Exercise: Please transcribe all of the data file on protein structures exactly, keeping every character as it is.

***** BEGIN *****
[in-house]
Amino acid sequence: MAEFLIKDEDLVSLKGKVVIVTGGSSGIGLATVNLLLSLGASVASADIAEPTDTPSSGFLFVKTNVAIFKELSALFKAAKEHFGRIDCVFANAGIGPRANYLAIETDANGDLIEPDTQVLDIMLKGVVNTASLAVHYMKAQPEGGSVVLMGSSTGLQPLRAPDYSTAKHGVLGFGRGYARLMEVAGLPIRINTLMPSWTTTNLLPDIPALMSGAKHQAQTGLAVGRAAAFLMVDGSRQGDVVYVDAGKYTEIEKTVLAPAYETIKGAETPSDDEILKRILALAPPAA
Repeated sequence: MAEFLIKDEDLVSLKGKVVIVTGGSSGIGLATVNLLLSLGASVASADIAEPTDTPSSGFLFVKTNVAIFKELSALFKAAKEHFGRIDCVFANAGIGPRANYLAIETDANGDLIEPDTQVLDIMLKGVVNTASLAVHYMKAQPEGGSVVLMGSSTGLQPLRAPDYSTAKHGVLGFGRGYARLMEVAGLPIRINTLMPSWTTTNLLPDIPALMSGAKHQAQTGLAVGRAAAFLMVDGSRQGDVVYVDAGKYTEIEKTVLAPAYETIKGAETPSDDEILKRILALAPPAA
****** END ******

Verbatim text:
[in-house]
Amino acid sequence: MAEFLIKDEDLVSLKGKVVIVTGGSSGIGLATVNLLLSLGASVASADIAEPTDTPSSGFLFVKTNVAIFKELSALFKAAKEHFGRIDCVFANAGIGPRANYLAIETDANGDLIEPDTQVLDIMLKGVVNTASLAVHYMKAQPEGGSVVLMGSSTGLQPLRAPDYSTAKHGVLGFGRGYARLMEVAGLPIRINTLMPSWTTTNLLPDIPALMSGAKHQAQTGLAVGRAAAFLMVDGSRQGDVVYVDAGKYTEIEKTVLAPAYETIKGAETPSDDEILKRILALAPPAA
Repeated sequence: MAEFLIKDEDLVSLKGKVVIVTGGSSGIGLATVNLLLSLGASVASADIAEPTDTPSSGFLFVKTNVAIFKELSALFKAAKEHFGRIDCVFANAGIGPRANYLAIETDANGDLIEPDTQVLDIMLKGVVNTASLAVHYMKAQPEGGSVVLMGSSTGLQPLRAPDYSTAKHGVLGFGRGYARLMEVAGLPIRINTLMPSWTTTNLLPDIPALMSGAKHQAQTGLAVGRAAAFLMVDGSRQGDVVYVDAGKYTEIEKTVLAPAYETIKGAETPSDDEILKRILALAPPAA